Although her first book, “Cinderella Has Cellulite: And Other Musings from a Last Wife,” is in its second printing, Donna Arp Weitzman hesitates to call herself a writer.
“I’ve always been in the business world,” she says. “I’ve never worked in the English area. I’ve just always loved anything having to do with literature.”
But in the early 2000s, Arp Weitzman’s life changed dramatically. After 25 years of marriage, she went through a divorce, moved to Dallas and met Herb Weitzman. The commercial real estate mogul would become her second husband — they now live in our neighborhood. Dating later in life proved challenging.
“I can’t remember [dating] in my 20s because I was married so long,” she laughs. “I think I didn’t like it then and I certainly didn’t like it the second time … It’s hard to discern honesty sometimes. And it’s very time consuming.”
She coped by cracking jokes and sharing humorous stories about the process with her girlfriends. Their conversations were so funny, she decided to write them down. Pretty soon she had a few chapters worth of content. In a serendipitous moment, Arp Weitzman met “a young book editor” at a party.
“I said, ‘You know, I’ve got these little chapters about dating when you’re older and all the things that happen,’” she remembers. “‘Will you take a look at it?’”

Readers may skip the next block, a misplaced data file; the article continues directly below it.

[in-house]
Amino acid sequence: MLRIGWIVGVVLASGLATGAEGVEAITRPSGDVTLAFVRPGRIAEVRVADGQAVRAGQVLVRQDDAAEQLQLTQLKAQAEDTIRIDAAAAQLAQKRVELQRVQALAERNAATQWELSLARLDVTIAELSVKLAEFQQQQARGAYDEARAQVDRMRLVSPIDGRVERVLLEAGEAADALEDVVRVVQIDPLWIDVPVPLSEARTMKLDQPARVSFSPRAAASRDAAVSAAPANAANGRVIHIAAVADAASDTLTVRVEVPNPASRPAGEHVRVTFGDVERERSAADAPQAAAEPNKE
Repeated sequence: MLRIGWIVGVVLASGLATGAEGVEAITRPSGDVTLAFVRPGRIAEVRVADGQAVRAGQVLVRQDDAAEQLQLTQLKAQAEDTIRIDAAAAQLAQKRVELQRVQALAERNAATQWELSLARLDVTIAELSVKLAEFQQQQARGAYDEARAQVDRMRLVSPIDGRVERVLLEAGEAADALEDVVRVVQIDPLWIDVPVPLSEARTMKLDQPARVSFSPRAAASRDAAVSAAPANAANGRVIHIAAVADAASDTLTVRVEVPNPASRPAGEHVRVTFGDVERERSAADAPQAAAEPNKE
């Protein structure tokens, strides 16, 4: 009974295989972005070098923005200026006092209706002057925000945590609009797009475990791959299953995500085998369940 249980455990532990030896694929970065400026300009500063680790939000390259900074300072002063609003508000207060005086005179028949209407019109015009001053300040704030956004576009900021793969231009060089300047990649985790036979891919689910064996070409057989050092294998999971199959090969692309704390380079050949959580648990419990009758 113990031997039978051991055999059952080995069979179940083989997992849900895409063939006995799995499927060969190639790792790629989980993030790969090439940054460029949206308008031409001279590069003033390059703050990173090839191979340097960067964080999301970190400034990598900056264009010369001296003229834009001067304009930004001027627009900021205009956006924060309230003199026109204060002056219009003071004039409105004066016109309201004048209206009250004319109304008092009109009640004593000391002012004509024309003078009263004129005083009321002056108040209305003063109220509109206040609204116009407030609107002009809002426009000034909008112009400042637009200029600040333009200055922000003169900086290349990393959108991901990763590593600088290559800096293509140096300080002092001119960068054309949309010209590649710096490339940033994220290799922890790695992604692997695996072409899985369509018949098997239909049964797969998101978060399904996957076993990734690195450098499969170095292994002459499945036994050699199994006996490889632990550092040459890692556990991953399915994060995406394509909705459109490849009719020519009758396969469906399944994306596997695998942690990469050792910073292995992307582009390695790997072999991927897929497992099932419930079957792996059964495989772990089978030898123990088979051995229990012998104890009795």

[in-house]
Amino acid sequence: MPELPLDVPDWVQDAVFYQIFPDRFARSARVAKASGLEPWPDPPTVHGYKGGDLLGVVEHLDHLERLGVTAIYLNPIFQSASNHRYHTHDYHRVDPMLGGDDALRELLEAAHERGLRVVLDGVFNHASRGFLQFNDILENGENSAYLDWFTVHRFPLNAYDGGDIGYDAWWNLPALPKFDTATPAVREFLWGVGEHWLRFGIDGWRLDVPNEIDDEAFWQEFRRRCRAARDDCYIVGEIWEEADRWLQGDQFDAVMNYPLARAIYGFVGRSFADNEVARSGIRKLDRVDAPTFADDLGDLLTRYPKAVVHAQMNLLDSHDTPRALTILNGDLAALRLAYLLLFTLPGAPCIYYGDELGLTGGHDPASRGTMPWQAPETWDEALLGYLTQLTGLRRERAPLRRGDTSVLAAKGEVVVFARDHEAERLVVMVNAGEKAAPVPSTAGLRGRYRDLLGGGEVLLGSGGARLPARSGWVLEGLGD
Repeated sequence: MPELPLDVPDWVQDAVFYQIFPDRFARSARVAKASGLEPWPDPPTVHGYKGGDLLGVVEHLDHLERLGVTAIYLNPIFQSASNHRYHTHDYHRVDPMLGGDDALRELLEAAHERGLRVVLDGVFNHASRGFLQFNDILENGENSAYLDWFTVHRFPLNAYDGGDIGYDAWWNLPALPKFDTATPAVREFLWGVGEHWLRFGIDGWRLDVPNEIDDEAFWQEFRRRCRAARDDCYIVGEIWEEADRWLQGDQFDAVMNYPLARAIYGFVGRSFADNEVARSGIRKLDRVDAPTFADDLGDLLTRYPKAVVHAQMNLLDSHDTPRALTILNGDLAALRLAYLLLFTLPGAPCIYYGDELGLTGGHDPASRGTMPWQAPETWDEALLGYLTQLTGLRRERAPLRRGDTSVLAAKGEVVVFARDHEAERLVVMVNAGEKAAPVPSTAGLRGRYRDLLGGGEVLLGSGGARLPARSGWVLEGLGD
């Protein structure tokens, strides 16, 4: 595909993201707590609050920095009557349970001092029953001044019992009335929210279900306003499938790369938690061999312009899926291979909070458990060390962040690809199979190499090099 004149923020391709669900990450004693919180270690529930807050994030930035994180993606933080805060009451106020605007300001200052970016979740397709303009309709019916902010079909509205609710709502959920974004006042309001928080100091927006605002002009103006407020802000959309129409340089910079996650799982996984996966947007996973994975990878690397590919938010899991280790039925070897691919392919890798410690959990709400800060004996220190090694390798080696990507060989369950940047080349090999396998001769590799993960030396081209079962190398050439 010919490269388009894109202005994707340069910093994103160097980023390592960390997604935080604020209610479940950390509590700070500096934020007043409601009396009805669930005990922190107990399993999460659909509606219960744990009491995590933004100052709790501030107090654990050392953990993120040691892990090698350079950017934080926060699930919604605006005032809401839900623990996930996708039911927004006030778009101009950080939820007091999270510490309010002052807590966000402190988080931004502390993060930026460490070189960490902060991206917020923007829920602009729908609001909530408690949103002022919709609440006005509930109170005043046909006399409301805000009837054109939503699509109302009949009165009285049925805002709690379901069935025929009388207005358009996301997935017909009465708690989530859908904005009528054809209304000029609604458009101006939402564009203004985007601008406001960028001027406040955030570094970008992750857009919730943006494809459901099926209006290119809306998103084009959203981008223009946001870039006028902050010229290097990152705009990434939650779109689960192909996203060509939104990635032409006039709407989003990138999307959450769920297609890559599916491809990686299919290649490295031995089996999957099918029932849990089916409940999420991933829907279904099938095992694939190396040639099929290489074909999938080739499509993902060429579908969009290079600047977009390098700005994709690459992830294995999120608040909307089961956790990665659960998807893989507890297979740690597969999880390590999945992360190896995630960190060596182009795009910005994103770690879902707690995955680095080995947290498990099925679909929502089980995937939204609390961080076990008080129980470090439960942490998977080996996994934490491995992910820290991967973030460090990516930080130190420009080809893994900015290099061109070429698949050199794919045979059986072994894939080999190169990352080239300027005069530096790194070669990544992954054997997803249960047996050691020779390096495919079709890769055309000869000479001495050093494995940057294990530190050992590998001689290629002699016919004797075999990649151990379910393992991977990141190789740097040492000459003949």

The editor specialized in biographies, but agreed to give Arp Weitzman’s anecdotes the once over — they left her in stitches.
“She said, ‘If you decide to do a book, I’ll edit it,’” the author explains. “So she became my accidental editor.”
The self-published book sold more than 1,000 copies in its first two months on Amazon and was eventually picked up by Greenleaf Book Group, a publishing house based in Austin. Arp Weitzman now has a three-book deal with Greenleaf. “Prince Charming has a Migraine” and “Sex and the Siren” are two of her upcoming titles. The author, though she’s still reluctant to call herself that, possesses seemingly boundless energy. She’s currently busy collaborating with a group of TV writers to develop “Cinderella Has Cellulite” into a network series.
“I’m not a TV writer and I’m not a screen writer,” Arp Weitzman admits.
She’s fine with relinquishing some creative control, but she insists upon having the final say when it comes to the show’s portrayal of Dallas women.
“The women here are phenomenal — smart, attractive, hardworking,” she says. “I think some TV shows in the past have made them look much less intelligent. I don’t want it to look like we are all about money and big hair and plastic surgery. I will not have that. We have an unusually intelligent community of women in Texas.”
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